Only 25% of public know the role of an auditor

Half of the UK public (48%) believe it is auditors who are responsible for avoiding company failures, but only a quarter can accurately identify what an auditor does, according to a survey by ACCA which says there is an urgent need for a wider debate about the role of accountants

The association’s poll of 1,000 individuals found that 41% expected auditors to always detect and report any fraud, while two thirds (65%) believe audit should evolve to prevent company failures.

Andrew Gambier, ACCA’s head of audit and assurance, believes the findings make clarity in auditing essential.

He said: ‘The profession has long spoken about the expectation gap in audit, and our research shows it has failed to close that gap. It is clear that further education on the auditor’s role is required, backed by a proactive approach by the profession to address the public’s concern.

‘Our research shows the urgent need for an open dialogue involving the profession, stakeholders and the public to understand what kind of audit future the public expects. The public sees audit as part of the solution, so we must work together to address their legitimate concerns about audit.’

The findings form part of the preliminary results from a global research initiative titled Closing the expectation gap in audit which will be published in full in early 2019, and will cover global public attitudes on the role and responsibility of the audit profession.

ACCA said it released the UK research early to inform the broader discussion around the audit profession here in the UK, at time where the sector is undergoing three major reviews (Sir John Kingman’s review of the sector’s regulator, the Competition and Markets Authority’s review at the request of Business Secretary Greg Clark and the Business, Energy and Industrial Strategy (BEIS) select committee’s inquiry announced last week.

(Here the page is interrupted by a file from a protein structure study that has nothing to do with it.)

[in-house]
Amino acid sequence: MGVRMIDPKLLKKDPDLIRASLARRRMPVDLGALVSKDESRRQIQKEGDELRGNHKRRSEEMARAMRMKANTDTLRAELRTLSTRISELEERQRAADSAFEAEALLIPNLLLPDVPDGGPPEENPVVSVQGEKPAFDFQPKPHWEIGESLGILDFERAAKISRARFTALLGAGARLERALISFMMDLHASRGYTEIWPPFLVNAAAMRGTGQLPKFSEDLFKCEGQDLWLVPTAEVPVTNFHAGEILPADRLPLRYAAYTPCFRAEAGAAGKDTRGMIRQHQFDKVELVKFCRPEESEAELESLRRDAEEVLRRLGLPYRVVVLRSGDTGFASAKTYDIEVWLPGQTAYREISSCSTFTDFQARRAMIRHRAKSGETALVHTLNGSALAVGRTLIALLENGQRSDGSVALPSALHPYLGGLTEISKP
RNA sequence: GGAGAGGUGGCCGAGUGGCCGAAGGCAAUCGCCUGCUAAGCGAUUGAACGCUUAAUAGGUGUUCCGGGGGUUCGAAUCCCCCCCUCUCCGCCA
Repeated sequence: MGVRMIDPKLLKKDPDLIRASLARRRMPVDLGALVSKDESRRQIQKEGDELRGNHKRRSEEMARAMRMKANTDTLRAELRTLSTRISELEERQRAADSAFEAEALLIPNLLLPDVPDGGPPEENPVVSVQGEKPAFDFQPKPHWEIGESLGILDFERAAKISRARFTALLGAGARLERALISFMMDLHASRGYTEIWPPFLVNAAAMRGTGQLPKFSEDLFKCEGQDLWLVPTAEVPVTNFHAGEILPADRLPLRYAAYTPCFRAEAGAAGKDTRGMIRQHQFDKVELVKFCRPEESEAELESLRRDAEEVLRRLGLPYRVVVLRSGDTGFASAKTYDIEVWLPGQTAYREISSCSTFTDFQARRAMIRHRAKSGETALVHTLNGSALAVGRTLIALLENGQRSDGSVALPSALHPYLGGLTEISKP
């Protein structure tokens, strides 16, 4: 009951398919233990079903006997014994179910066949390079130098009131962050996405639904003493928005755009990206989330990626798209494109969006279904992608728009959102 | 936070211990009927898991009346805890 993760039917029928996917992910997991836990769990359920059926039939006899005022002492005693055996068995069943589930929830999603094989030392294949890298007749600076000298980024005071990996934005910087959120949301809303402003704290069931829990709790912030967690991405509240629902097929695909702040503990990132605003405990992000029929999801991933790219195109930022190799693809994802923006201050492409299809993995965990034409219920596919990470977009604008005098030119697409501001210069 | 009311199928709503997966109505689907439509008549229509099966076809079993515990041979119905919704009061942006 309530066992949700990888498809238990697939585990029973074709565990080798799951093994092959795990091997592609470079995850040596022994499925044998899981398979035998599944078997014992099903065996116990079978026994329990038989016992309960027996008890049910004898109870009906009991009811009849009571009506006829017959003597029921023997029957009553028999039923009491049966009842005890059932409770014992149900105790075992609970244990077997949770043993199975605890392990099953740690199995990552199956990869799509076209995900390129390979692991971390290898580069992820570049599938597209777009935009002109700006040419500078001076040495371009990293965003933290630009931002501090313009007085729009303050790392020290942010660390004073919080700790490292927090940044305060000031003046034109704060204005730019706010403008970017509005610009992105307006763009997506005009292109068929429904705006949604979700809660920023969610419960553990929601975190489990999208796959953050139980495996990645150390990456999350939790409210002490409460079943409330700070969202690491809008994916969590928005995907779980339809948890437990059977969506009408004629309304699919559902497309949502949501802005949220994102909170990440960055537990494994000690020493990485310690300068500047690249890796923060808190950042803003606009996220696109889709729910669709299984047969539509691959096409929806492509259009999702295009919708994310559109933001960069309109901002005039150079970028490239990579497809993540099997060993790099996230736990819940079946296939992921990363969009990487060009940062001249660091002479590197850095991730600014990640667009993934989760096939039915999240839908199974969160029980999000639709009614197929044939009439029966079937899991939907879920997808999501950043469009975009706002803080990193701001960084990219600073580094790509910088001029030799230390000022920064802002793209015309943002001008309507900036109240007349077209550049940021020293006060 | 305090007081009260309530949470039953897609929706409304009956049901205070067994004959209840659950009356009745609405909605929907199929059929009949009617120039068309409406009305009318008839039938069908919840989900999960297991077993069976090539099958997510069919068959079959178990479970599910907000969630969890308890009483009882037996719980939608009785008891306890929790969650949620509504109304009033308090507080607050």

ACCA has expressed concern about many of the potential measures raised in the CMA’s invitation to comment, which it says may have unintended or unwanted adverse consequences.

Gambier said: ‘ACCA is concerned at the pace of the CMA review, and also that the CMA may not have fully explored previous recommendations for change in the context of the Competition Commission’s review of 2011–2014. The CMA has privileged access to these findings, and should exploit this to develop more workable proposals.

‘We recommend a two-year cooling off period for auditors following the end of an audit, before any further form of consulting service is undertaken. Moreover, we also advise the CMA to consider a prohibition on management from firing their auditors, allowing them to complete their term and to maintain independence.’

In response to the Kingman review, ACCA recommends more clearly defining the FRC’s scope and remit, to prioritise its role as the competent authority for audits of public interest entities. It wants the FRC board to refresh its membership to include stronger links with other UK regulatory bodies, including the Financial Conduct Authority and The Pensions Regulator.

Report by Pat Sweet

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